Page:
From: Earl P. Johnson
Here is the response to the questions you asked me on the phone. In 1996, after experiencing several years of enrollment decline, the San Mateo County Community College District conducted an extensive Community Needs Assessment. The major findings were that many people lack an awareness of the colleges, that they receive little information at home about the colleges, and that the colleges are not aggressive or thorough in their outreach and marketing. The major recommendations were that the District and the Colleges should launch an aggressive, multi-message advertising campaign; increase evening and weekend course offerings, and make the campuses friendly, clean, lighted and safe.
For your information, I will mail you the Summary of Key Findings from that study.
The District simply did not have the funds to respond to the marketing recommendations until last year. Last Fall, the State PERS retirement system informed all community colleges, that because of the strong performance of the stock market, Districts would not have to make their local contribution to the retirement system for 1998-99. That freed approximately $250,000 and the Board set aside $90-100,000 for a comprehensive TV and print marketing campaign. The Board interviewed several firms and selected Bay Relations (2171 Junipero Serra Suite 280 - Daly City 94014 (650) 755-5656) to conduct the marketing campaign.
Specifically, to answer your questions to me: approximately $82,000 is being spent on direct mail; this includes design, printing, brochures, and postage. There are two brochures, and I believe you have or will receive both of them.
Bay Relations conducted a series of focus groups with selected demographics to identify those groups that were not familiar with the colleges, to identify who should receive the brochures, and to identify the key messages that would appeal to those groups. As a result of the focus groups, two brochures were mailed out, each one to the same 100,000 households in San Mateo County. These were generally people 40 to 60 years of age. The TV portion of the campaign began in early May and will continue at least until the end of the year. Coincidentally, summer enrollment was up substantially.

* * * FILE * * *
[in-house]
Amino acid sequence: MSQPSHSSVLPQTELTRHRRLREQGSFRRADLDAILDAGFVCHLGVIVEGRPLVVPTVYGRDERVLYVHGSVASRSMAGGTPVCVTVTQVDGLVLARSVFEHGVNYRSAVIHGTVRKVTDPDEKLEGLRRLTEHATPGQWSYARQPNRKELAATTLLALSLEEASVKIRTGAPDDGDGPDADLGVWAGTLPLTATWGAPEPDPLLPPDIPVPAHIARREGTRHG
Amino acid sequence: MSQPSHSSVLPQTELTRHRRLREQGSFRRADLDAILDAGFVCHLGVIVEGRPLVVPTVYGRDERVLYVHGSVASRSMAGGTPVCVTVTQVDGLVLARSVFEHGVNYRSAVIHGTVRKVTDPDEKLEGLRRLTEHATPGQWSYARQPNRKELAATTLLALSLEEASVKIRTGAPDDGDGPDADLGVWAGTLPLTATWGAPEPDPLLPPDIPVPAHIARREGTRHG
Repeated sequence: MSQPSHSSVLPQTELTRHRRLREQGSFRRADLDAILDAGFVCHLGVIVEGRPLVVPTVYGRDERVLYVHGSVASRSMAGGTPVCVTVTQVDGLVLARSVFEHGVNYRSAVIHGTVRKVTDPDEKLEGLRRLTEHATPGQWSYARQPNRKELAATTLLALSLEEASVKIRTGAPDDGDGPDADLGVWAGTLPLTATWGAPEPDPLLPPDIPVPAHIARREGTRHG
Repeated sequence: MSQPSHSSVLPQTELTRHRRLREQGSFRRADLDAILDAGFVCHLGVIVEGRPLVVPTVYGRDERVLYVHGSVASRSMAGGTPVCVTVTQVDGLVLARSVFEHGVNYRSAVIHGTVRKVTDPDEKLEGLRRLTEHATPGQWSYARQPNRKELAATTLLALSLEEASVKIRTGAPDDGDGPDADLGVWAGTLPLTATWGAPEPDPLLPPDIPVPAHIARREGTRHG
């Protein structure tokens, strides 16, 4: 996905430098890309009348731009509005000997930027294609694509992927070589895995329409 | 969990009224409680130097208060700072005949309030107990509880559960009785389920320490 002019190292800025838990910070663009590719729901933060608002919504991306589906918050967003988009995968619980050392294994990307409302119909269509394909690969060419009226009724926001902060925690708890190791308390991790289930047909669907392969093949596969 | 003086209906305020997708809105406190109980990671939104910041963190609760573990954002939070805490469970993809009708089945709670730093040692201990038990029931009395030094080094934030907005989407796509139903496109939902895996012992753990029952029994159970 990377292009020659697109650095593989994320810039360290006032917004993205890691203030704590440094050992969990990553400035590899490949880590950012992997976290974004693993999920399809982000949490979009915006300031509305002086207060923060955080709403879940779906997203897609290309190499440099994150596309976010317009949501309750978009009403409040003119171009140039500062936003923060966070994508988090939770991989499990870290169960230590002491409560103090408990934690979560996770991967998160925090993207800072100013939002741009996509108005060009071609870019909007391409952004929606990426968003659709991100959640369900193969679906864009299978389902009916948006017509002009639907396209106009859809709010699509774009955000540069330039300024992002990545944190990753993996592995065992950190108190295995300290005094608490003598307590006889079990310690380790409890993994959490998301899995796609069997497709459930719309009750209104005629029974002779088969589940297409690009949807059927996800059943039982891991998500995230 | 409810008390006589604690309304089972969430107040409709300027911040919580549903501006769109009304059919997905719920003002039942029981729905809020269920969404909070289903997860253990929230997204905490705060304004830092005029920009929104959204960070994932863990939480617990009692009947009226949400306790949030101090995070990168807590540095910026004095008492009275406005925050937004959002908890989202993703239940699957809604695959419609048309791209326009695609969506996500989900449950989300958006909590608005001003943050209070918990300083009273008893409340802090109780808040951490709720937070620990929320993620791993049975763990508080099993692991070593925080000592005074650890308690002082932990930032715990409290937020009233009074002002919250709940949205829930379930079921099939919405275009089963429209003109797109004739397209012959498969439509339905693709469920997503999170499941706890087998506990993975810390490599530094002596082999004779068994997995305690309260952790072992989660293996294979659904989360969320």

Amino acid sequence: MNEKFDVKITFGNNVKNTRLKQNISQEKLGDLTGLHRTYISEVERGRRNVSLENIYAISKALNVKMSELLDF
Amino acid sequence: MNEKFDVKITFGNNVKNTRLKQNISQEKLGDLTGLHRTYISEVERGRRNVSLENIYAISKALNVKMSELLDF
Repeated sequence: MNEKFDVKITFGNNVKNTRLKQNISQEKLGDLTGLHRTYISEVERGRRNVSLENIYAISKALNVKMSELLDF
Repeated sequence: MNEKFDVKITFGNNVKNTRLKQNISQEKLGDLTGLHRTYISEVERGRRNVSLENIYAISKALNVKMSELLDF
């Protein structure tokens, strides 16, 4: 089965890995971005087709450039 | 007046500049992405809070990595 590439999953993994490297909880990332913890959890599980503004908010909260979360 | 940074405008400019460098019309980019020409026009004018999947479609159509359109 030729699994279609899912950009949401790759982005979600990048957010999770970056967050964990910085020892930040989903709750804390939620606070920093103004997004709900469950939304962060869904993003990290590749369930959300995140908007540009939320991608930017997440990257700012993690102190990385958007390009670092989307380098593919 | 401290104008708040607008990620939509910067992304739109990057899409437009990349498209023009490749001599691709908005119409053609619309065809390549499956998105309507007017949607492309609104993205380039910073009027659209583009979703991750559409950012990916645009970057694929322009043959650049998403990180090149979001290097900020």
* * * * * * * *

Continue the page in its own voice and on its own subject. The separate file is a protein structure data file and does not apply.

Independent of the marketing campaign, the Board decided to research the feasibility of a bond issue to address facility needs. Based on extensive facility studies, approximately $220,000,000 in need was identified. A community survey was done to determine what bond projects and tax amounts voters would support. Based on the consultant's recommendation, the amount was reduced to $148,000,000 or approximately $6.75 per $100,000 of assessed valuation per year.
The other question you asked me was about the web page. I also checked with legal counsel who feels that the information is factual in nature and is not advocacy and therefore is legal. Barbara checked with legal counsel before ever posting the link to the bond measure.
Bond issue or not, the Board would have proceeded with the same exact schedule and program for the marketing campaign. This is a $250,000 effort to support our community outreach that has been underfunded for some time. Enrollment declined for several years and turned upward two years ago after I instructed the colleges to begin advertising, expand course offerings, implement aggressive new program development and expand outreach efforts. The upward movement continued through this summer.
I hope this information is helpful and Barbara or I will be very glad to provide any additional information you may require.
By the way, I go by two names, so don't let that confuse you. My legal name is Earl P. Johnson, but I have the nickname of Joe. Sincerely, Joe Johnson